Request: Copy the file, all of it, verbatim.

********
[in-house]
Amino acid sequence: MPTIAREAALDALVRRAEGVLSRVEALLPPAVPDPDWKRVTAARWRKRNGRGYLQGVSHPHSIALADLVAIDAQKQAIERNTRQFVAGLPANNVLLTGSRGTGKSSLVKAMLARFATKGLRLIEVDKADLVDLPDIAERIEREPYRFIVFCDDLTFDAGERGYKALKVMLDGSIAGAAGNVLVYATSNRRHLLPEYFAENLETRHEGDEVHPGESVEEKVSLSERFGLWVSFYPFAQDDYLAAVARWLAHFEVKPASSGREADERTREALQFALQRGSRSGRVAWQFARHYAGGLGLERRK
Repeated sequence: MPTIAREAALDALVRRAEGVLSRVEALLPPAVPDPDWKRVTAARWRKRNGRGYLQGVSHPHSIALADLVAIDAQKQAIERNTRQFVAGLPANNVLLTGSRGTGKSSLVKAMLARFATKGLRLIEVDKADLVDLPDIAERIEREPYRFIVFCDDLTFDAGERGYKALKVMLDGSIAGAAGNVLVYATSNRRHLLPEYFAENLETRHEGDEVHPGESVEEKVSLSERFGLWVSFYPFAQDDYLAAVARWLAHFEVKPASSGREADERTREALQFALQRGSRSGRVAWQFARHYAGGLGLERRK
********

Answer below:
[in-house]
Amino acid sequence: MPTIAREAALDALVRRAEGVLSRVEALLPPAVPDPDWKRVTAARWRKRNGRGYLQGVSHPHSIALADLVAIDAQKQAIERNTRQFVAGLPANNVLLTGSRGTGKSSLVKAMLARFATKGLRLIEVDKADLVDLPDIAERIEREPYRFIVFCDDLTFDAGERGYKALKVMLDGSIAGAAGNVLVYATSNRRHLLPEYFAENLETRHEGDEVHPGESVEEKVSLSERFGLWVSFYPFAQDDYLAAVARWLAHFEVKPASSGREADERTREALQFALQRGSRSGRVAWQFARHYAGGLGLERRK
Repeated sequence: MPTIAREAALDALVRRAEGVLSRVEALLPPAVPDPDWKRVTAARWRKRNGRGYLQGVSHPHSIALADLVAIDAQKQAIERNTRQFVAGLPANNVLLTGSRGTGKSSLVKAMLARFATKGLRLIEVDKADLVDLPDIAERIEREPYRFIVFCDDLTFDAGERGYKALKVMLDGSIAGAAGNVLVYATSNRRHLLPEYFAENLETRHEGDEVHPGESVEEKVSLSERFGLWVSFYPFAQDDYLAAVARWLAHFEVKPASSGREADERTREALQFALQRGSRSGRVAWQFARHYAGGLGLERRK